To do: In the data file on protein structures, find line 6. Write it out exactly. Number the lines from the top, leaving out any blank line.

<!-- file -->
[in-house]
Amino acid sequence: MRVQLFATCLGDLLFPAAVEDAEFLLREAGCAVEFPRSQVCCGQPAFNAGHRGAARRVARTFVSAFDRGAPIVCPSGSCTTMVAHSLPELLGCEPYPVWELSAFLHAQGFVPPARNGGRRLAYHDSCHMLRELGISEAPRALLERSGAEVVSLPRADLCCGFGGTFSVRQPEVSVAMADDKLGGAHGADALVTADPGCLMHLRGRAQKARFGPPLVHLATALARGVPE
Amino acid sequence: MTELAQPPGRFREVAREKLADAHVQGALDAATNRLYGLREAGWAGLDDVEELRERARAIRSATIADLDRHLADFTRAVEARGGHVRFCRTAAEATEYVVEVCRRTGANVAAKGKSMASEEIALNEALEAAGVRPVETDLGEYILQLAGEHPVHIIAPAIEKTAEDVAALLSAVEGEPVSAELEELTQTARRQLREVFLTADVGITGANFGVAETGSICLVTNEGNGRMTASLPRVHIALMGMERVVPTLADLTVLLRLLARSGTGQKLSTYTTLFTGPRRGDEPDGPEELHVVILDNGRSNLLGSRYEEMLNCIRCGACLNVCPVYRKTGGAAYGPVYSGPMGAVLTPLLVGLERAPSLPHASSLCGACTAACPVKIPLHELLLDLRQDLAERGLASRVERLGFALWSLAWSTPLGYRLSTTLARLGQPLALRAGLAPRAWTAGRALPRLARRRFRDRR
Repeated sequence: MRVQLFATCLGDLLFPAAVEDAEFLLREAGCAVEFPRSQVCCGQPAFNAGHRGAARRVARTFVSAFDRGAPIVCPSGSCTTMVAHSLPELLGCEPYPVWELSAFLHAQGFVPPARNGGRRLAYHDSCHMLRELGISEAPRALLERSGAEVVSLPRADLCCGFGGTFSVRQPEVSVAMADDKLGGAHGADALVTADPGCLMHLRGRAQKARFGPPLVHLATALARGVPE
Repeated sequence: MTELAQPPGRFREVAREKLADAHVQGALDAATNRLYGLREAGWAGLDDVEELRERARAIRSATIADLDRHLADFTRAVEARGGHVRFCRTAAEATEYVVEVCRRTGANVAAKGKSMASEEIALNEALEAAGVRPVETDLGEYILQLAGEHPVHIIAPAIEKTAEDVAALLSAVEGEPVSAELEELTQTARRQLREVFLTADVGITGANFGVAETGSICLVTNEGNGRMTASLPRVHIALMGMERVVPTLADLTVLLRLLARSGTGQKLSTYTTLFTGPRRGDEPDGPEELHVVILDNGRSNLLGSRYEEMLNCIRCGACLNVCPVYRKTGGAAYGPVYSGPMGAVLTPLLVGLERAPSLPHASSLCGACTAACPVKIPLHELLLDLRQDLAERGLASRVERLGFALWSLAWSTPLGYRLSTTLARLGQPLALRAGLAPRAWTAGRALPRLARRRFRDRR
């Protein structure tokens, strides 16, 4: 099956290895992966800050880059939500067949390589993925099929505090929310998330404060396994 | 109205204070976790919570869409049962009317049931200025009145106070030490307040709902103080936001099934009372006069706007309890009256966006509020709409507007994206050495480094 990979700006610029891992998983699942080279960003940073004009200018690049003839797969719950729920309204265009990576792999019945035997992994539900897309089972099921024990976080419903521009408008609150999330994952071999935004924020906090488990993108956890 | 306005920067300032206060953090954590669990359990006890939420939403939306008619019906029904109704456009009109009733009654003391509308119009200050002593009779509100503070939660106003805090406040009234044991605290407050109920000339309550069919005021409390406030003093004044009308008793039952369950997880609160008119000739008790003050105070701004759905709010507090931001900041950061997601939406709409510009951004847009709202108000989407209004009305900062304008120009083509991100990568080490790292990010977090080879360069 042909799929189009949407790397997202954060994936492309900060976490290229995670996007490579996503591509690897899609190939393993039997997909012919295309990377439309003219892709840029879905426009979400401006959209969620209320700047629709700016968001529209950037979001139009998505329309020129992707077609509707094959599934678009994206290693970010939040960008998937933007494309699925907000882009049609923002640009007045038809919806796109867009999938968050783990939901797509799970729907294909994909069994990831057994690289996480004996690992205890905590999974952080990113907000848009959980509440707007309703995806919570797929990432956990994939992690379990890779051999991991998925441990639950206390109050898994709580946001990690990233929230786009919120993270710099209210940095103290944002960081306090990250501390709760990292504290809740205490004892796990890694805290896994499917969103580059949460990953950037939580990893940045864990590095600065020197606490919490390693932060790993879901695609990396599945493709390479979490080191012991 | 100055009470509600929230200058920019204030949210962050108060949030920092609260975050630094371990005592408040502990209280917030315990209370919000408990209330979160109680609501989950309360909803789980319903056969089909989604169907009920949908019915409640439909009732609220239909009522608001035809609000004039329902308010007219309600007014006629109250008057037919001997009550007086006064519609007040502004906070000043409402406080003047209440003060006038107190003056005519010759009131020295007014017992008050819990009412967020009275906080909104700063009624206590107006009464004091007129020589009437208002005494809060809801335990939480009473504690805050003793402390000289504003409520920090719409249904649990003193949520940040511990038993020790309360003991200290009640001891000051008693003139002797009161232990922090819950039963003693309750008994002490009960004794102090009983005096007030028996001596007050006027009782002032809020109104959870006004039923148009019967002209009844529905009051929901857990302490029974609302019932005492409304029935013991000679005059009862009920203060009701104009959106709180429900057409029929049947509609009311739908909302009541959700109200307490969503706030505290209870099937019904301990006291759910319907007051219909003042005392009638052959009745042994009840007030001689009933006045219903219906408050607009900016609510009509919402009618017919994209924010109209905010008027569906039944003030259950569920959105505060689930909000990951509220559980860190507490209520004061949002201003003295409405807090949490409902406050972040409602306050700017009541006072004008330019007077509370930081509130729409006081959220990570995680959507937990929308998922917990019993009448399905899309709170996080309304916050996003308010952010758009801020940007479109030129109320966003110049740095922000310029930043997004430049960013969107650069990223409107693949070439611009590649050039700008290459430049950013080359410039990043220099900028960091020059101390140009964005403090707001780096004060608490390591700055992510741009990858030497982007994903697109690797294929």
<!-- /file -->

């Protein structure tokens, strides 16, 4: 099956290895992966800050880059939500067949390589993925099929505090929310998330404060396994 | 109205204070976790919570869409049962009317049931200025009145106070030490307040709902103080936001099934009372006069706007309890009256966006509020709409507007994206050495480094 990979700006610029891992998983699942080279960003940073004009200018690049003839797969719950729920309204265009990576792999019945035997992994539900897309089972099921024990976080419903521009408008609150999330994952071999935004924020906090488990993108956890 | 306005920067300032206060953090954590669990359990006890939420939403939306008619019906029904109704456009009109009733009654003391509308119009200050002593009779509100503070939660106003805090406040009234044991605290407050109920000339309550069919005021409390406030003093004044009308008793039952369950997880609160008119000739008790003050105070701004759905709010507090931001900041950061997601939406709409510009951004847009709202108000989407209004009305900062304008120009083509991100990568080490790292990010977090080879360069 042909799929189009949407790397997202954060994936492309900060976490290229995670996007490579996503591509690897899609190939393993039997997909012919295309990377439309003219892709840029879905426009979400401006959209969620209320700047629709700016968001529209950037979001139009998505329309020129992707077609509707094959599934678009994206290693970010939040960008998937933007494309699925907000882009049609923002640009007045038809919806796109867009999938968050783990939901797509799970729907294909994909069994990831057994690289996480004996690992205890905590999974952080990113907000848009959980509440707007309703995806919570797929990432956990994939992690379990890779051999991991998925441990639950206390109050898994709580946001990690990233929230786009919120993270710099209210940095103290944002960081306090990250501390709760990292504290809740205490004892796990890694805290896994499917969103580059949460990953950037939580990893940045864990590095600065020197606490919490390693932060790993879901695609990396599945493709390479979490080191012991 | 100055009470509600929230200058920019204030949210962050108060949030920092609260975050630094371990005592408040502990209280917030315990209370919000408990209330979160109680609501989950309360909803789980319903056969089909989604169907009920949908019915409640439909009732609220239909009522608001035809609000004039329902308010007219309600007014006629109250008057037919001997009550007086006064519609007040502004906070000043409402406080003047209440003060006038107190003056005519010759009131020295007014017992008050819990009412967020009275906080909104700063009624206590107006009464004091007129020589009437208002005494809060809801335990939480009473504690805050003793402390000289504003409520920090719409249904649990003193949520940040511990038993020790309360003991200290009640001891000051008693003139002797009161232990922090819950039963003693309750008994002490009960004794102090009983005096007030028996001596007050006027009782002032809020109104959870006004039923148009019967002209009844529905009051929901857990302490029974609302019932005492409304029935013991000679005059009862009920203060009701104009959106709180429900057409029929049947509609009311739908909302009541959700109200307490969503706030505290209870099937019904301990006291759910319907007051219909003042005392009638052959009745042994009840007030001689009933006045219903219906408050607009900016609510009509919402009618017919994209924010109209905010008027569906039944003030259950569920959105505060689930909000990951509220559980860190507490209520004061949002201003003295409405807090949490409902406050972040409602306050700017009541006072004008330019007077509370930081509130729409006081959220990570995680959507937990929308998922917990019993009448399905899309709170996080309304916050996003308010952010758009801020940007479109030129109320966003110049740095922000310029930043997004430049960013969107650069990223409107693949070439611009590649050039700008290459430049950013080359410039990043220099900028960091020059101390140009964005403090707001780096004060608490390591700055992510741009990858030497982007994903697109690797294929």